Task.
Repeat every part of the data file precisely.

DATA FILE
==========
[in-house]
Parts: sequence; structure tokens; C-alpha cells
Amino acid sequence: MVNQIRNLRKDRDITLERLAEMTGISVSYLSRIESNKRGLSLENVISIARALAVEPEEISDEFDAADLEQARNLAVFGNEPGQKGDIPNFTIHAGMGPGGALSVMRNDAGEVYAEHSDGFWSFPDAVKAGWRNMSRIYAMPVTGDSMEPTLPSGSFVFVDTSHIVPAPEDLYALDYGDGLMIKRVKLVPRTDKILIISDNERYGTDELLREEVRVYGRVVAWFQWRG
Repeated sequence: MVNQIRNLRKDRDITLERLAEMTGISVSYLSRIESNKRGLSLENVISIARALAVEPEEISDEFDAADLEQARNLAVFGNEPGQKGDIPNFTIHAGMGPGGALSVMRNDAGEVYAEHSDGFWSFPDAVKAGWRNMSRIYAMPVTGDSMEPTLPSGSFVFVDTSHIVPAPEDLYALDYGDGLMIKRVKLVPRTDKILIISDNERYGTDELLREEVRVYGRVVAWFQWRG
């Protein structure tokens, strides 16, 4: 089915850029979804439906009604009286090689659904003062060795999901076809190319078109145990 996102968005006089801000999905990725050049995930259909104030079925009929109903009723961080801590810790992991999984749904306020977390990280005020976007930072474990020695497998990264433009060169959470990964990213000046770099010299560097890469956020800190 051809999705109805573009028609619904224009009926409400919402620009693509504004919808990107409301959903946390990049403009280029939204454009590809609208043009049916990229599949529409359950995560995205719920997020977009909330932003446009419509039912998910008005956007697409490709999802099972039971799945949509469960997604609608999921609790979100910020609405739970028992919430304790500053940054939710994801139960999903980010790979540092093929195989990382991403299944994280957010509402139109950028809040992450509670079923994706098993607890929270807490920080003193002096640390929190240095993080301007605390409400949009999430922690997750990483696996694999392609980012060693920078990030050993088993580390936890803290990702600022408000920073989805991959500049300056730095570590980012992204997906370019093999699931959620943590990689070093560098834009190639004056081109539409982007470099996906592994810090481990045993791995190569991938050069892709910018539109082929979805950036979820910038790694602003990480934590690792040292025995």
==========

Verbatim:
[in-house]
Parts: sequence; structure tokens; C-alpha cells
Amino acid sequence: MVNQIRNLRKDRDITLERLAEMTGISVSYLSRIESNKRGLSLENVISIARALAVEPEEISDEFDAADLEQARNLAVFGNEPGQKGDIPNFTIHAGMGPGGALSVMRNDAGEVYAEHSDGFWSFPDAVKAGWRNMSRIYAMPVTGDSMEPTLPSGSFVFVDTSHIVPAPEDLYALDYGDGLMIKRVKLVPRTDKILIISDNERYGTDELLREEVRVYGRVVAWFQWRG
Repeated sequence: MVNQIRNLRKDRDITLERLAEMTGISVSYLSRIESNKRGLSLENVISIARALAVEPEEISDEFDAADLEQARNLAVFGNEPGQKGDIPNFTIHAGMGPGGALSVMRNDAGEVYAEHSDGFWSFPDAVKAGWRNMSRIYAMPVTGDSMEPTLPSGSFVFVDTSHIVPAPEDLYALDYGDGLMIKRVKLVPRTDKILIISDNERYGTDELLREEVRVYGRVVAWFQWRG
């Protein structure tokens, strides 16, 4: 089915850029979804439906009604009286090689659904003062060795999901076809190319078109145990 996102968005006089801000999905990725050049995930259909104030079925009929109903009723961080801590810790992991999984749904306020977390990280005020976007930072474990020695497998990264433009060169959470990964990213000046770099010299560097890469956020800190 051809999705109805573009028609619904224009009926409400919402620009693509504004919808990107409301959903946390990049403009280029939204454009590809609208043009049916990229599949529409359950995560995205719920997020977009909330932003446009419509039912998910008005956007697409490709999802099972039971799945949509469960997604609608999921609790979100910020609405739970028992919430304790500053940054939710994801139960999903980010790979540092093929195989990382991403299944994280957010509402139109950028809040992450509670079923994706098993607890929270807490920080003193002096640390929190240095993080301007605390409400949009999430922690997750990483696996694999392609980012060693920078990030050993088993580390936890803290990702600022408000920073989805991959500049300056730095570590980012992204997906370019093999699931959620943590990689070093560098834009190639004056081109539409982007470099996906592994810090481990045993791995190569991938050069892709910018539109082929979805950036979820910038790694602003990480934590690792040292025995």